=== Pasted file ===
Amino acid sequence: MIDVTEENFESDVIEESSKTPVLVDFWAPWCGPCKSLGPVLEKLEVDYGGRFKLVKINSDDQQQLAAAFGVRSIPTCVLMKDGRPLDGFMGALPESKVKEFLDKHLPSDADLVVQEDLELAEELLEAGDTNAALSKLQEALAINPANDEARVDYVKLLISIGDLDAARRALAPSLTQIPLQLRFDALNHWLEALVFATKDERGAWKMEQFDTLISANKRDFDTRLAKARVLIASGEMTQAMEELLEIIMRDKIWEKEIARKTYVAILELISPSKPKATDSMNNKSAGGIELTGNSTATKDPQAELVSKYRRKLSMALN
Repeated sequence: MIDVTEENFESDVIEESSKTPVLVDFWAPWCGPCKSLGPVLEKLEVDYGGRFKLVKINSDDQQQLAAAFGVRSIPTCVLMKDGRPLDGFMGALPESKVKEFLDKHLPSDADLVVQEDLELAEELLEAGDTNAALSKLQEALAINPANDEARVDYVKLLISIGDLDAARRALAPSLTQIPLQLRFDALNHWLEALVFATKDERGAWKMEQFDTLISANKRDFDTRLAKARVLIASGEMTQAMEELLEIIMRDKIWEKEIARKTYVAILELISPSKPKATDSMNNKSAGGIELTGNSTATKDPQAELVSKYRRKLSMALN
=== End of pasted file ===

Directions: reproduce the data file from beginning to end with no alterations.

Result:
Amino acid sequence: MIDVTEENFESDVIEESSKTPVLVDFWAPWCGPCKSLGPVLEKLEVDYGGRFKLVKINSDDQQQLAAAFGVRSIPTCVLMKDGRPLDGFMGALPESKVKEFLDKHLPSDADLVVQEDLELAEELLEAGDTNAALSKLQEALAINPANDEARVDYVKLLISIGDLDAARRALAPSLTQIPLQLRFDALNHWLEALVFATKDERGAWKMEQFDTLISANKRDFDTRLAKARVLIASGEMTQAMEELLEIIMRDKIWEKEIARKTYVAILELISPSKPKATDSMNNKSAGGIELTGNSTATKDPQAELVSKYRRKLSMALN
Repeated sequence: MIDVTEENFESDVIEESSKTPVLVDFWAPWCGPCKSLGPVLEKLEVDYGGRFKLVKINSDDQQQLAAAFGVRSIPTCVLMKDGRPLDGFMGALPESKVKEFLDKHLPSDADLVVQEDLELAEELLEAGDTNAALSKLQEALAINPANDEARVDYVKLLISIGDLDAARRALAPSLTQIPLQLRFDALNHWLEALVFATKDERGAWKMEQFDTLISANKRDFDTRLAKARVLIASGEMTQAMEELLEIIMRDKIWEKEIARKTYVAILELISPSKPKATDSMNNKSAGGIELTGNSTATKDPQAELVSKYRRKLSMALN